Make your source code up

At Puzzle we recommend to use Prettier for frontend projects. Learn why and how we suggest to our engineers to use the opinionated code formatter. (German version)

Why Prettier?

Prettier is a MIT licensed source code formatter that became very popular in the frontend ecosystem. Why not use the formatting feature of your favorite IDE you may ask? Well, there are a couple of reasons:

  • Prettier is opinionated with only a few configuration options to adjust the resulting style. The community is pretty keen on resisting to add new options — the whole idea is to stop all on-going debates over styles and free up resources that can be used to deliver features to your customers. If you’re interested, you can read about the reasons for every choice in the Rationale documentation chapter.
  • It is a CLI tool. That makes it possible to use it apart from the IDE, e.g. to integrate it into your SCM/CI workflow.
  • It is editor independent, with support for the most editors/IDEs.
  • It formats many languages, with built-in support for JavaScript, TypeScript, JSON, CSS, SCSS, HTML, Angular Templates, JSX, Markdown and even more through its plugin ecosystem.
  • It produces a consistent output.

Beyond JavaScript

What startet as a “JavaScript pretty printer” became a versatile code formatter for a variety of languages in the last couple of months. Due to Prettier’s growing plugin ecosystem there is now support for Java, Ruby, Python, PHP, ELM, Swift and more.

Interestingly, as stated by the author of the Ruby plugin, Prettier’s plugin API seems to be well-engineered:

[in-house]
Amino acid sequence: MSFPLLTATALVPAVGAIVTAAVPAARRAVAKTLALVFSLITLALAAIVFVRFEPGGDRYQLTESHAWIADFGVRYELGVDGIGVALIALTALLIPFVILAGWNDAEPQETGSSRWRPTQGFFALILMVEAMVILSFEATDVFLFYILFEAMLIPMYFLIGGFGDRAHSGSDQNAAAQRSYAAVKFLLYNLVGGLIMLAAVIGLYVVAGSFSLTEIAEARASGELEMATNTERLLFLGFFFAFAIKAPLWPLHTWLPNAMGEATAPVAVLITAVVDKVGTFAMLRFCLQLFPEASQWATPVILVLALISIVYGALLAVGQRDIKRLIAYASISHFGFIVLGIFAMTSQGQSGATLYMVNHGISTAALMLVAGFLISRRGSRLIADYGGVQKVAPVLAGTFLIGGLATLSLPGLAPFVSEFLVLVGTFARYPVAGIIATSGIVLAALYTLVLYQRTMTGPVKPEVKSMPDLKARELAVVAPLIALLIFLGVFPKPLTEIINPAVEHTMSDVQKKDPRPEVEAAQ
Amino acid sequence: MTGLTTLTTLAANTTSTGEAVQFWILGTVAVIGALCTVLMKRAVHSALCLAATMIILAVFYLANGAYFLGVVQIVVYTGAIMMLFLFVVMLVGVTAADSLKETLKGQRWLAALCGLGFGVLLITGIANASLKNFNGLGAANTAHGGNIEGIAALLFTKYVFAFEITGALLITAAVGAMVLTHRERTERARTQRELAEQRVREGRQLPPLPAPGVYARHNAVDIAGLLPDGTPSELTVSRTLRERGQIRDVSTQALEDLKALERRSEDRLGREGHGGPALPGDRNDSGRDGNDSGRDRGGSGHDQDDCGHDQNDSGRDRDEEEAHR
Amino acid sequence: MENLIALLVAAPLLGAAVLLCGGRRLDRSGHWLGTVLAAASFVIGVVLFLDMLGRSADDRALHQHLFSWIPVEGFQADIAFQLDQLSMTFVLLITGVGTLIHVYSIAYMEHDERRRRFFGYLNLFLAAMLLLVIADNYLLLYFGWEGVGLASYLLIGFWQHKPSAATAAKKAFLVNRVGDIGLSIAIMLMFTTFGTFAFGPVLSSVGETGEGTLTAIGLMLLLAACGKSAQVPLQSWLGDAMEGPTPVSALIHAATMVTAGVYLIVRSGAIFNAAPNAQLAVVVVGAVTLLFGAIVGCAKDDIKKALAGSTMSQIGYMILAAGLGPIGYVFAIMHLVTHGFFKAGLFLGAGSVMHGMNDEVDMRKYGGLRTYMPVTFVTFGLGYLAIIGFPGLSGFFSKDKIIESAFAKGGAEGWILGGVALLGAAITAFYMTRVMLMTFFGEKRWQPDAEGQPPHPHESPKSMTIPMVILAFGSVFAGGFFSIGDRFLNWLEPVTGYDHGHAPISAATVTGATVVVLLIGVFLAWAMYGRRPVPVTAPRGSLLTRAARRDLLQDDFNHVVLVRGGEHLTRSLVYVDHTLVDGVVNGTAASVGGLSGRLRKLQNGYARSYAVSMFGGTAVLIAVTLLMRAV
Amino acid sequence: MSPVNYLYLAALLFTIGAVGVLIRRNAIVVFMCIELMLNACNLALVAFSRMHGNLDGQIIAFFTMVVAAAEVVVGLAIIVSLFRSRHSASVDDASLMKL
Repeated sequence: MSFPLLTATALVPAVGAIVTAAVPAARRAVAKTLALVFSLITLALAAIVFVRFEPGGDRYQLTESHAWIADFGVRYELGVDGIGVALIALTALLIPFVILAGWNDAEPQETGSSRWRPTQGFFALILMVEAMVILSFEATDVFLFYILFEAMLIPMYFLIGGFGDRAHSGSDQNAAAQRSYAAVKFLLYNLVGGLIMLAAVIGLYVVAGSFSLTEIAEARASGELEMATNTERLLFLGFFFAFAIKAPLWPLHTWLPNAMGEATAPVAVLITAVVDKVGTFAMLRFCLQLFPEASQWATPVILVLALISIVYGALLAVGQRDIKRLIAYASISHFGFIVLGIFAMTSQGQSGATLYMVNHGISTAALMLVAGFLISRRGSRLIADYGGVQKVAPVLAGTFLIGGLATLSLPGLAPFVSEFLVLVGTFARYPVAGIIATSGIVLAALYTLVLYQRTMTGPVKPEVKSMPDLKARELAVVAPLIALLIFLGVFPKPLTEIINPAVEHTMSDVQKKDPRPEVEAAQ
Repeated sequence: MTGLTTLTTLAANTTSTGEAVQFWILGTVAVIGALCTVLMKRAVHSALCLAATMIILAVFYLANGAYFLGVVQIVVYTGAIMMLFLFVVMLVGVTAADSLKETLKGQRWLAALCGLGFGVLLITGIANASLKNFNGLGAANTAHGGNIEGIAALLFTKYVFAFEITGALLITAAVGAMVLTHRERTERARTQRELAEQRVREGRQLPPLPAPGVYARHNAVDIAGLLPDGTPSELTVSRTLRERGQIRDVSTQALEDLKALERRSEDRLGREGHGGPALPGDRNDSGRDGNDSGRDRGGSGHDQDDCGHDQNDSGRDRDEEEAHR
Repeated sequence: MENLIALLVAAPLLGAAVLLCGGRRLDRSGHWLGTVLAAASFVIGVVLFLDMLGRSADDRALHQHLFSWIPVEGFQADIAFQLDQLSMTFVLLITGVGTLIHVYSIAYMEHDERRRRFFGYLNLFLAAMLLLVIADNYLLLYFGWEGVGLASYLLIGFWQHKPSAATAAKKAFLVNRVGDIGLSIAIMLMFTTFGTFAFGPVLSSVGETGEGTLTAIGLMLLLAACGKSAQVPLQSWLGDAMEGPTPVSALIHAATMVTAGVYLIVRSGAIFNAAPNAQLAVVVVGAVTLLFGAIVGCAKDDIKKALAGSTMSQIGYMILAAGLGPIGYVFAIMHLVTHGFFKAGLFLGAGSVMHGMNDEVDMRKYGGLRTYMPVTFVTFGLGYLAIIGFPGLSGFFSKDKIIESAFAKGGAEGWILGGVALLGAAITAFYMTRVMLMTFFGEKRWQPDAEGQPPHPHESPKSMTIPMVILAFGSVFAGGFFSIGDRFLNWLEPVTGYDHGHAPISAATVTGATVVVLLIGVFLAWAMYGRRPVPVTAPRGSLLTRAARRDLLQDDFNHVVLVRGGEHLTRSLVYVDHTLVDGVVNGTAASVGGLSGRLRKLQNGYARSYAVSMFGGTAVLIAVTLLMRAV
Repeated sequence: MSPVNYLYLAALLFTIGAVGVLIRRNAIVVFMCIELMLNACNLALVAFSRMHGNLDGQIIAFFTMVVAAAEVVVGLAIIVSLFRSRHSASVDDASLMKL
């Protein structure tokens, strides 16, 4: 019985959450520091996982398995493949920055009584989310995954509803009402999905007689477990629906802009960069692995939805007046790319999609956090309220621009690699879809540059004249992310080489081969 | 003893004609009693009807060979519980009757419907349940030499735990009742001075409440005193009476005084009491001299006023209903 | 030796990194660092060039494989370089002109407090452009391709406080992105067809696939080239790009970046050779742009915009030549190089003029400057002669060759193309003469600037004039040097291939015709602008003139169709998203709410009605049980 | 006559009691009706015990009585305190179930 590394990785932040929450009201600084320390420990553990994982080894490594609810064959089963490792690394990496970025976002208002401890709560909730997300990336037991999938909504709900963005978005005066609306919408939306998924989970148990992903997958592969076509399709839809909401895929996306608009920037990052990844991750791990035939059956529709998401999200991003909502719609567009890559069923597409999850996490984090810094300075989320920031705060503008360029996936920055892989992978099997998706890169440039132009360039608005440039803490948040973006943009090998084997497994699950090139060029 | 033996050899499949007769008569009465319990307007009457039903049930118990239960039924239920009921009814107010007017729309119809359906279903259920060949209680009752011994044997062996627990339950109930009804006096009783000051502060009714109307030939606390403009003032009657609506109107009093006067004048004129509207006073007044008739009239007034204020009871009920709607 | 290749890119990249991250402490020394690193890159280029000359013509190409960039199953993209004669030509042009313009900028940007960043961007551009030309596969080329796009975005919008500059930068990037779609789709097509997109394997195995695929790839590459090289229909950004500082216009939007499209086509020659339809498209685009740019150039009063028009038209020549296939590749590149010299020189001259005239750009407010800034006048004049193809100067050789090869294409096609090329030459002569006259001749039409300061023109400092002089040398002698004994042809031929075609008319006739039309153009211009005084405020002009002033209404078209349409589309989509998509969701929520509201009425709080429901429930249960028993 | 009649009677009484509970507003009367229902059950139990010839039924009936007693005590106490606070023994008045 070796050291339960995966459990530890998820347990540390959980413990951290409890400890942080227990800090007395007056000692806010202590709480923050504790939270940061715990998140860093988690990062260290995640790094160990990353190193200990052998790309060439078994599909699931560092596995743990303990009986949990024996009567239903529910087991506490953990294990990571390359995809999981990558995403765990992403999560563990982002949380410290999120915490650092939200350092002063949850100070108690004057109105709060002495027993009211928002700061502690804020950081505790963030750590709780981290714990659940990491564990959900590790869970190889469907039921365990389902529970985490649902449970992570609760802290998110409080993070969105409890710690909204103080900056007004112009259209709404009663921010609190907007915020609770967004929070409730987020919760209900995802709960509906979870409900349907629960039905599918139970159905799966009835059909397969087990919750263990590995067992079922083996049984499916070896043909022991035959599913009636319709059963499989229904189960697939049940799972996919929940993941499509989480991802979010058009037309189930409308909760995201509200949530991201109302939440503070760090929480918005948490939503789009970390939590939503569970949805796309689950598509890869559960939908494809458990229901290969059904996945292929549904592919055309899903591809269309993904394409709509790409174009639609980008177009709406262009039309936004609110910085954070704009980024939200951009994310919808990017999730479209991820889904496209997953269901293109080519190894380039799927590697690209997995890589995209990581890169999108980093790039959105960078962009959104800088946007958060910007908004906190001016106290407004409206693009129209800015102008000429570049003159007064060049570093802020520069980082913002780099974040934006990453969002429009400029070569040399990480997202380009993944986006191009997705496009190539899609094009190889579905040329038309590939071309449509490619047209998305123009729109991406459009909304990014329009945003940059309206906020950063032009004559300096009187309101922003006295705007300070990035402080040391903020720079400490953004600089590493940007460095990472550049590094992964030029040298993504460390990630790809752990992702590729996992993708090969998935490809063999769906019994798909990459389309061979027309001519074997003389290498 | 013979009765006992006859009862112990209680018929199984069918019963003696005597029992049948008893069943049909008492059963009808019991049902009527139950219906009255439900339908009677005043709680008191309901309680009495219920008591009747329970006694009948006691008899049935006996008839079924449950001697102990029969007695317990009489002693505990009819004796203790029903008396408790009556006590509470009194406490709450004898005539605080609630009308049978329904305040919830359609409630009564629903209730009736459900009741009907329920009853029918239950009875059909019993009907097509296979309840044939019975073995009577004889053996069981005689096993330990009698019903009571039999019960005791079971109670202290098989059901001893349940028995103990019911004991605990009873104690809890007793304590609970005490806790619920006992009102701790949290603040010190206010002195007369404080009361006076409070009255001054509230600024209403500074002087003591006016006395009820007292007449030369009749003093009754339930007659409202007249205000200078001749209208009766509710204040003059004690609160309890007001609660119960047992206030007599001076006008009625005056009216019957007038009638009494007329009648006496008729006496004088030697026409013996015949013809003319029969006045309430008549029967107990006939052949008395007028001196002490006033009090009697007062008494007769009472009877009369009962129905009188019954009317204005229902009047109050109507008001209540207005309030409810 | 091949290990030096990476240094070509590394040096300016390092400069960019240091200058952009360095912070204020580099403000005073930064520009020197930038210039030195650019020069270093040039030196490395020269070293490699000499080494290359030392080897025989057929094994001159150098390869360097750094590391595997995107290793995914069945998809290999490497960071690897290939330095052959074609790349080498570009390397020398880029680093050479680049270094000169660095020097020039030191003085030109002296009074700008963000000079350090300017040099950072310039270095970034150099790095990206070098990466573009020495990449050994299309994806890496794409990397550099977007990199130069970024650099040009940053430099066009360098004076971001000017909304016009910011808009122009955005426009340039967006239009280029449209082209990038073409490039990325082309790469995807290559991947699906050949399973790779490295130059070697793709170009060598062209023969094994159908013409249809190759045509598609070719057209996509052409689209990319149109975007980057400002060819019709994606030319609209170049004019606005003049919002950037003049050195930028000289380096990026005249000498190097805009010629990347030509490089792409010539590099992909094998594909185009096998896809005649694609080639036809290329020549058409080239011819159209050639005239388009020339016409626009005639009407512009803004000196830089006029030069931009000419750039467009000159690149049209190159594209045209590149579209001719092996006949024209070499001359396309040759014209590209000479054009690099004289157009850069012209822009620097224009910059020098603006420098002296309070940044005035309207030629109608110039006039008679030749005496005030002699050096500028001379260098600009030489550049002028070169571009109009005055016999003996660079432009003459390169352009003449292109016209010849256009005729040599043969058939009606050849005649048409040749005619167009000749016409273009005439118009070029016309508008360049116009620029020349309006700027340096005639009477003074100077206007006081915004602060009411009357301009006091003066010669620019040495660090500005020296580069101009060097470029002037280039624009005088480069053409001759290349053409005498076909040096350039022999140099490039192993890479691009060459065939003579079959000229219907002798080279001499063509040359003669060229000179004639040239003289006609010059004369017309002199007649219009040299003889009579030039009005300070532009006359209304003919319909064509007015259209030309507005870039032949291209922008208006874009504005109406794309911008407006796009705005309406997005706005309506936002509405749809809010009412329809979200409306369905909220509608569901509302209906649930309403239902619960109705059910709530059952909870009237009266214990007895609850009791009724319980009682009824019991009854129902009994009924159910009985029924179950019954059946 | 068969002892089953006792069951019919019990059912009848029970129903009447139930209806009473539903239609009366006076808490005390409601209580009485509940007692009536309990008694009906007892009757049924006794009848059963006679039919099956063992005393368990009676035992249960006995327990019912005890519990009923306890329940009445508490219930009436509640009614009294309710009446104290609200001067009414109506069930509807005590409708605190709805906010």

The Ruby plugin folks are also working on a Gem providing a standalone binary for Prettier (using zeit/pkg) which doesn’t even require Ruby developers to install Node to use Prettier in their projects.

Things like these might help to establish Prettier as the code formatter of choice for all kinds of languages.

Best practices

We recommend to use Prettier in three phases:

  1. Integration in the editor by formatting on file save.
  2. Integration in the SCM by formatting on commit (Git pre-commit hook).
  3. Integration in the CI pipeline by using a linting step that fails if a file is not properly formatted.

Furthermore, consider the following aspects: 

  • Always use a project-local version of Prettier, don’t install it globally. It is important that all developers/systems use the same Prettier version as the style may differ from version to version.
  • For the same reason, you must pin a particular Prettier version in your package.json (i.e. "prettier": "1.16.4" not "prettier": "^1.16.4") and perform Prettier updates manually, reformatting the whole code base afterwards (see section Migration).
  • Finally, disable all style linting (e.g. with ESLint/TSLint), as this is needless and may conflict with Prettier.


In the following sections I’m going to show in detail how to configure Prettier according to the above best practices.

Installation & configuration

Add Prettier to your project, pinned to an exact version:

yarn add prettier --dev --exact
# or
npm install --save-dev --save-exact prettier

Remark: to be able to use the project-local CLI tool in the terminal, make sure you have ./node_modules/.bin in your PATH.

If you prefer a custom configuration, you may add a .prettierrc file. We use single quotes for JavaScript/TypeScript files and Angular templates:

  "overrides": [
      "files": "*.{js,ts,component.html}",
      "options": {
        "singleQuote": true

Per default, Prettier ignores the node_modules directory. You can exclude more directories/files in a .prettierignore file, e.g.:



As previously mentioned, you should always pin Prettier to a specific version and update it manually. To update Prettier, execute:

yarn upgrade --exact prettier@latest
# or
npm install --save-exact prettier@latest